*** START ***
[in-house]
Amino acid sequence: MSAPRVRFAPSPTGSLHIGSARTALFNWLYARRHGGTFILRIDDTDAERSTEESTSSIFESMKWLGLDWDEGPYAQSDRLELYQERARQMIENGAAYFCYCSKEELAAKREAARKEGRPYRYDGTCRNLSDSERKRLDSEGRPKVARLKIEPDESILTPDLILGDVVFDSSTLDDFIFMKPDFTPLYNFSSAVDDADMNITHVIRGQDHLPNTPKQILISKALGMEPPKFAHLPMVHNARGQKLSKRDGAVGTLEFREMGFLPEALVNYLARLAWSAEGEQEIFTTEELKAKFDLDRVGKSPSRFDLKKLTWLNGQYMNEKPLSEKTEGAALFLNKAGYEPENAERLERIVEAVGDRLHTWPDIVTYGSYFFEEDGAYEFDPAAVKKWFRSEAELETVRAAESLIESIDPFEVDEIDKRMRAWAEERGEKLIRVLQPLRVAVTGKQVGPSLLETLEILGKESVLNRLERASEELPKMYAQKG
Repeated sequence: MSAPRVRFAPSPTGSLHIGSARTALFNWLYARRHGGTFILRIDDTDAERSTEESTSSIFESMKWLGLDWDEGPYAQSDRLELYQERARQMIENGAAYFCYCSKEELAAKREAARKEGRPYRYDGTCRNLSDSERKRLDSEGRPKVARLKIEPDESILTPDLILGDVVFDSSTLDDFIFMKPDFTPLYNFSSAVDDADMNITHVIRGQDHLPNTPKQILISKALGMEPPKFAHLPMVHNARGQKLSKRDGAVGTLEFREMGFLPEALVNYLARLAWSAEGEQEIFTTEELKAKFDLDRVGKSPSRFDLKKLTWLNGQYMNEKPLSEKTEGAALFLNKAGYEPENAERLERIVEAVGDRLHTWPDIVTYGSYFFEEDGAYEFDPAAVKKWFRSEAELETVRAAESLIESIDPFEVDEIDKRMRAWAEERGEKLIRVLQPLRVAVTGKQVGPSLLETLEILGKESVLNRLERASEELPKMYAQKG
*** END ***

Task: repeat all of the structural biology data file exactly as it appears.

[in-house]
Amino acid sequence: MSAPRVRFAPSPTGSLHIGSARTALFNWLYARRHGGTFILRIDDTDAERSTEESTSSIFESMKWLGLDWDEGPYAQSDRLELYQERARQMIENGAAYFCYCSKEELAAKREAARKEGRPYRYDGTCRNLSDSERKRLDSEGRPKVARLKIEPDESILTPDLILGDVVFDSSTLDDFIFMKPDFTPLYNFSSAVDDADMNITHVIRGQDHLPNTPKQILISKALGMEPPKFAHLPMVHNARGQKLSKRDGAVGTLEFREMGFLPEALVNYLARLAWSAEGEQEIFTTEELKAKFDLDRVGKSPSRFDLKKLTWLNGQYMNEKPLSEKTEGAALFLNKAGYEPENAERLERIVEAVGDRLHTWPDIVTYGSYFFEEDGAYEFDPAAVKKWFRSEAELETVRAAESLIESIDPFEVDEIDKRMRAWAEERGEKLIRVLQPLRVAVTGKQVGPSLLETLEILGKESVLNRLERASEELPKMYAQKG
Repeated sequence: MSAPRVRFAPSPTGSLHIGSARTALFNWLYARRHGGTFILRIDDTDAERSTEESTSSIFESMKWLGLDWDEGPYAQSDRLELYQERARQMIENGAAYFCYCSKEELAAKREAARKEGRPYRYDGTCRNLSDSERKRLDSEGRPKVARLKIEPDESILTPDLILGDVVFDSSTLDDFIFMKPDFTPLYNFSSAVDDADMNITHVIRGQDHLPNTPKQILISKALGMEPPKFAHLPMVHNARGQKLSKRDGAVGTLEFREMGFLPEALVNYLARLAWSAEGEQEIFTTEELKAKFDLDRVGKSPSRFDLKKLTWLNGQYMNEKPLSEKTEGAALFLNKAGYEPENAERLERIVEAVGDRLHTWPDIVTYGSYFFEEDGAYEFDPAAVKKWFRSEAELETVRAAESLIESIDPFEVDEIDKRMRAWAEERGEKLIRVLQPLRVAVTGKQVGPSLLETLEILGKESVLNRLERASEELPKMYAQKG